For anyone familiar with socialist politics, which includes at its core unyielding opposition to all forms of racial discrimination, these claims must seem alarming and incongruous. In fact, they are lies with no basis in fact. An explanation requires some examination of the politics of Zionism and socialism on university campuses.

*Socialist Alternative, Jews, and Zionism

Socialist Alternative is a Marxist organisation. Many of the thinkers from which it draws influence, including Karl Marx, Leon Trotsky and Rosa Luxemburg, were not only Jews, but Jews who lived in periods of intense state-sanctioned anti-Semitic discrimination and pogroms.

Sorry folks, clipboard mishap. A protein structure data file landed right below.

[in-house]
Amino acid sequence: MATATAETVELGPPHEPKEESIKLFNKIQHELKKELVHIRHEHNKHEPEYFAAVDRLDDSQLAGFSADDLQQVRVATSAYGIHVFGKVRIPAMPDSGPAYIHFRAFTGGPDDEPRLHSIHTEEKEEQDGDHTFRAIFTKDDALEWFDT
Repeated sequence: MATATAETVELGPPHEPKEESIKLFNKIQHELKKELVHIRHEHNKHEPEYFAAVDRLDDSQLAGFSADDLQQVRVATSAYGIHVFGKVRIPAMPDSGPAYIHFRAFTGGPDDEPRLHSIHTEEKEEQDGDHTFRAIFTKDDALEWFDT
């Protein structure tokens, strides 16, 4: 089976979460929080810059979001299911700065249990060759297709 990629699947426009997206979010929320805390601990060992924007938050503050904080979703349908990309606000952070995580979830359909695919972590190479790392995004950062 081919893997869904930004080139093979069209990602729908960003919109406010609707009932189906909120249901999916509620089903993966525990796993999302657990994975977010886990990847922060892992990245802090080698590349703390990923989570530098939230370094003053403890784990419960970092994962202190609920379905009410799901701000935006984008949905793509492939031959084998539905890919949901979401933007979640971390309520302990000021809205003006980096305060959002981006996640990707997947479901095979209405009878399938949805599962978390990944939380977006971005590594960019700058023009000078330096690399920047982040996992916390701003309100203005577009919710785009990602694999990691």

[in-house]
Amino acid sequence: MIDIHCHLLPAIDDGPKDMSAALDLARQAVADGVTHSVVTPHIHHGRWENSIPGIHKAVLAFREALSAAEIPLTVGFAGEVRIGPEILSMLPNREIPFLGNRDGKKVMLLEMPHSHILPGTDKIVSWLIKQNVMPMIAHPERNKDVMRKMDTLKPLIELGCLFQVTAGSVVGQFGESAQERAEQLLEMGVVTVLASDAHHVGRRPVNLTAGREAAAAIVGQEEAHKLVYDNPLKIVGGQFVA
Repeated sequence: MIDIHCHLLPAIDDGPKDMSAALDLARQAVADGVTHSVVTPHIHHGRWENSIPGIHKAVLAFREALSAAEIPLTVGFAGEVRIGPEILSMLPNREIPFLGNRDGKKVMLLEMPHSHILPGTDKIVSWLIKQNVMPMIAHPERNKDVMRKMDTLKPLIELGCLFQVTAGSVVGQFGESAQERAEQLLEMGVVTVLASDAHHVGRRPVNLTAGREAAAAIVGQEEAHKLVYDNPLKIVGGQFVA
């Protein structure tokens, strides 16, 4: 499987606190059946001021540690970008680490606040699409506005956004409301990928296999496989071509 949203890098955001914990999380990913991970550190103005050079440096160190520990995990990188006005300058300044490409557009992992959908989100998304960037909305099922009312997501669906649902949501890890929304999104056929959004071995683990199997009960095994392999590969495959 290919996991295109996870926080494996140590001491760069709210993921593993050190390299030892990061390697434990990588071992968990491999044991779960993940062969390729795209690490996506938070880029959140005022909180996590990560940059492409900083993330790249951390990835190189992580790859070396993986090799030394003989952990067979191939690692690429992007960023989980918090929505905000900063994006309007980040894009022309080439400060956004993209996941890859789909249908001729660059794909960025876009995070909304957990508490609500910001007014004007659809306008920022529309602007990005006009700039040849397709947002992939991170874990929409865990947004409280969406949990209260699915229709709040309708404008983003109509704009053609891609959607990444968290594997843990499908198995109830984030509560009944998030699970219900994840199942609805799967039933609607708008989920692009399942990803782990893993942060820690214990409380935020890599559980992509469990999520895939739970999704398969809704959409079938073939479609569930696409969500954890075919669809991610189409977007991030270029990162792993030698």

Our movement seeks to fight against, and ultimately abolish forever, all forms of racial oppression. In Australia, this requires active struggle against the racist attacks on Aboriginal people, refugees, and Muslims. It also requires solidarity with those who struggle internationally against racism and oppression, such as the Tamils of Sri Lanka and the Palestinians. Socialist Alternative student clubs often have spearheaded these campaigns on university campuses and in wider society. We seek to unite all struggles against oppression, break down all divisions of race and sex, and help build movements that can challenge the entire system that generates and perpetuates racism.

This requires a consistent and principled opposition to anti-Semitism. Anti-Semitism is not a major current in Australian politics, but it is nonetheless a poisonous and vile doctrine that seeks to lay blame for the world's ills on the characteristics of a single ethno-religious group. We celebrate the long history of Jewish socialism and Jewish anti-Zionism, and count many Jews among our members.